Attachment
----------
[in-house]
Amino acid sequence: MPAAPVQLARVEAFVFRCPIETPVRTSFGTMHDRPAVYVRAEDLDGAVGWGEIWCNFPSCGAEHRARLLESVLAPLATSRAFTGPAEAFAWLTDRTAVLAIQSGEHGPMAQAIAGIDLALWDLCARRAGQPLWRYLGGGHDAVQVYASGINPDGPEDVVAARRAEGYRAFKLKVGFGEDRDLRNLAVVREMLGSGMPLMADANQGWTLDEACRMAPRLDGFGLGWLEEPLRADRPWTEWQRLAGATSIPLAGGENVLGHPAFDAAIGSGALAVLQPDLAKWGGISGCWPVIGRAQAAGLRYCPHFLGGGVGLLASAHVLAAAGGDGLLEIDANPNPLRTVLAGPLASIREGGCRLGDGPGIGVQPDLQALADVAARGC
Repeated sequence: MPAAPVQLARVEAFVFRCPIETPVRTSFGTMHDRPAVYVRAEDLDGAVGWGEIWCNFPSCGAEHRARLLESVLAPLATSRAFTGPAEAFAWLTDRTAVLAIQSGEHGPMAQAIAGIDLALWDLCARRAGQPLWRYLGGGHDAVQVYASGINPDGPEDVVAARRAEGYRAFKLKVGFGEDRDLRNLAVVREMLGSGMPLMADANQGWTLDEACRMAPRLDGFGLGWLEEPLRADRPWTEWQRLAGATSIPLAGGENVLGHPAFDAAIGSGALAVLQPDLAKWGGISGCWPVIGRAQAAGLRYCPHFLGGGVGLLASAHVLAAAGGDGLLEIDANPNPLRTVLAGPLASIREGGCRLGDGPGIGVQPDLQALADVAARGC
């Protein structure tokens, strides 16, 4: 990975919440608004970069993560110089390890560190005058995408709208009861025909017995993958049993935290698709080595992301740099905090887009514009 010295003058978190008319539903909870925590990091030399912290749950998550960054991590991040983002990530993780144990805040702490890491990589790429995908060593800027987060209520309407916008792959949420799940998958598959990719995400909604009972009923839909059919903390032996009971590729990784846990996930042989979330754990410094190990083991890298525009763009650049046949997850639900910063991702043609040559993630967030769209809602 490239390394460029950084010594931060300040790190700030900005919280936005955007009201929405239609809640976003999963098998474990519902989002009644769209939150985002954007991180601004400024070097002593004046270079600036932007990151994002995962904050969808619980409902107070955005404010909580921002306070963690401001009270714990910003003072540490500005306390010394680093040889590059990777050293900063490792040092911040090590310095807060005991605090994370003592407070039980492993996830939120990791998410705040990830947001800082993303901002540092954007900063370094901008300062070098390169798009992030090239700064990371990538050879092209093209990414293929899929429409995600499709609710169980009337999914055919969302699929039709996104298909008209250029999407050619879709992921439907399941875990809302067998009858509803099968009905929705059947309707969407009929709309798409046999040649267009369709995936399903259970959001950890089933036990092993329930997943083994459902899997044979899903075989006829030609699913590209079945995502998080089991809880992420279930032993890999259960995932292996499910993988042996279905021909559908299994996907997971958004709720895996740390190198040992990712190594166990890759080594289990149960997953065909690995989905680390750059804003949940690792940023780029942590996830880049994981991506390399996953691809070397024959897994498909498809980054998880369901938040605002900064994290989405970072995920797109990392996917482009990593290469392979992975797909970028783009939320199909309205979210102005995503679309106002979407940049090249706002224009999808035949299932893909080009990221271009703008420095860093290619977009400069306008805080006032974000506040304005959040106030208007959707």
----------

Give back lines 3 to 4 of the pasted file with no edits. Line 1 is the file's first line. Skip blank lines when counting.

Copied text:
Repeated sequence: MPAAPVQLARVEAFVFRCPIETPVRTSFGTMHDRPAVYVRAEDLDGAVGWGEIWCNFPSCGAEHRARLLESVLAPLATSRAFTGPAEAFAWLTDRTAVLAIQSGEHGPMAQAIAGIDLALWDLCARRAGQPLWRYLGGGHDAVQVYASGINPDGPEDVVAARRAEGYRAFKLKVGFGEDRDLRNLAVVREMLGSGMPLMADANQGWTLDEACRMAPRLDGFGLGWLEEPLRADRPWTEWQRLAGATSIPLAGGENVLGHPAFDAAIGSGALAVLQPDLAKWGGISGCWPVIGRAQAAGLRYCPHFLGGGVGLLASAHVLAAAGGDGLLEIDANPNPLRTVLAGPLASIREGGCRLGDGPGIGVQPDLQALADVAARGC
């Protein structure tokens, strides 16, 4: 990975919440608004970069993560110089390890560190005058995408709208009861025909017995993958049993935290698709080595992301740099905090887009514009 010295003058978190008319539903909870925590990091030399912290749950998550960054991590991040983002990530993780144990805040702490890491990589790429995908060593800027987060209520309407916008792959949420799940998958598959990719995400909604009972009923839909059919903390032996009971590729990784846990996930042989979330754990410094190990083991890298525009763009650049046949997850639900910063991702043609040559993630967030769209809602 490239390394460029950084010594931060300040790190700030900005919280936005955007009201929405239609809640976003999963098998474990519902989002009644769209939150985002954007991180601004400024070097002593004046270079600036932007990151994002995962904050969808619980409902107070955005404010909580921002306070963690401001009270714990910003003072540490500005306390010394680093040889590059990777050293900063490792040092911040090590310095807060005991605090994370003592407070039980492993996830939120990791998410705040990830947001800082993303901002540092954007900063370094901008300062070098390169798009992030090239700064990371990538050879092209093209990414293929899929429409995600499709609710169980009337999914055919969302699929039709996104298909008209250029999407050619879709992921439907399941875990809302067998009858509803099968009905929705059947309707969407009929709309798409046999040649267009369709995936399903259970959001950890089933036990092993329930997943083994459902899997044979899903075989006829030609699913590209079945995502998080089991809880992420279930032993890999259960995932292996499910993988042996279905021909559908299994996907997971958004709720895996740390190198040992990712190594166990890759080594289990149960997953065909690995989905680390750059804003949940690792940023780029942590996830880049994981991506390399996953691809070397024959897994498909498809980054998880369901938040605002900064994290989405970072995920797109990392996917482009990593290469392979992975797909970028783009939320199909309205979210102005995503679309106002979407940049090249706002224009999808035949299932893909080009990221271009703008420095860093290619977009400069306008805080006032974000506040304005959040106030208007959707």